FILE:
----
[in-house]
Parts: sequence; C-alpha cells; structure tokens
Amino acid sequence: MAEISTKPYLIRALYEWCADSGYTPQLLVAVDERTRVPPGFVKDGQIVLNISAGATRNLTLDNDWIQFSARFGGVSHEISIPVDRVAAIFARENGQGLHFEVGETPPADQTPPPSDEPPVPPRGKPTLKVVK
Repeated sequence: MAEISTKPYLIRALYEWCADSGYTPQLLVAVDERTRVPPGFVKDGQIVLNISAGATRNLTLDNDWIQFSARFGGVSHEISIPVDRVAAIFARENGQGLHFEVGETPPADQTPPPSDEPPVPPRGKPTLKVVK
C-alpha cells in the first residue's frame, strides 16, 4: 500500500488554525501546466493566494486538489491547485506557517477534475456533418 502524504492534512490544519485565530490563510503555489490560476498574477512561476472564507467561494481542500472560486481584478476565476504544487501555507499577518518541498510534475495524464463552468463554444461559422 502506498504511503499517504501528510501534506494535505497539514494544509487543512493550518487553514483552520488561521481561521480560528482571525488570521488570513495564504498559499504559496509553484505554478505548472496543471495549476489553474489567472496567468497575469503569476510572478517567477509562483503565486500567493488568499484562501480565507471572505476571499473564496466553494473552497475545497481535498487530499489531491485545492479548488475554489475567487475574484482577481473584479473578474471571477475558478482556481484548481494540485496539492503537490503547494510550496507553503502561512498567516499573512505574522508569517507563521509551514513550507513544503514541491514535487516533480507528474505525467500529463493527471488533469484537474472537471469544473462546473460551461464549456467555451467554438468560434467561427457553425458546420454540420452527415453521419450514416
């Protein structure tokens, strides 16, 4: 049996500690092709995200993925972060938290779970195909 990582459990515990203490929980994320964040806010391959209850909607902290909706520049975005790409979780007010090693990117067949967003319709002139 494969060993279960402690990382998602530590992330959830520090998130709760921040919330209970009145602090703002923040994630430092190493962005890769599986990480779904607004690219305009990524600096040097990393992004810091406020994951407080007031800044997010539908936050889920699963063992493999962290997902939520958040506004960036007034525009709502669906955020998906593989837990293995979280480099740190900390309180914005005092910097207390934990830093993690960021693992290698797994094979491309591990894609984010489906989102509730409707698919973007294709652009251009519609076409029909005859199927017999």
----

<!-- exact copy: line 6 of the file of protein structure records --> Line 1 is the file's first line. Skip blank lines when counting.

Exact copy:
């Protein structure tokens, strides 16, 4: 049996500690092709995200993925972060938290779970195909 990582459990515990203490929980994320964040806010391959209850909607902290909706520049975005790409979780007010090693990117067949967003319709002139 494969060993279960402690990382998602530590992330959830520090998130709760921040919330209970009145602090703002923040994630430092190493962005890769599986990480779904607004690219305009990524600096040097990393992004810091406020994951407080007031800044997010539908936050889920699963063992493999962290997902939520958040506004960036007034525009709502669906955020998906593989837990293995979280480099740190900390309180914005005092910097207390934990830093993690960021693992290698797994094979491309591990894609984010489906989102509730409707698919973007294709652009251009519609076409029909005859199927017999």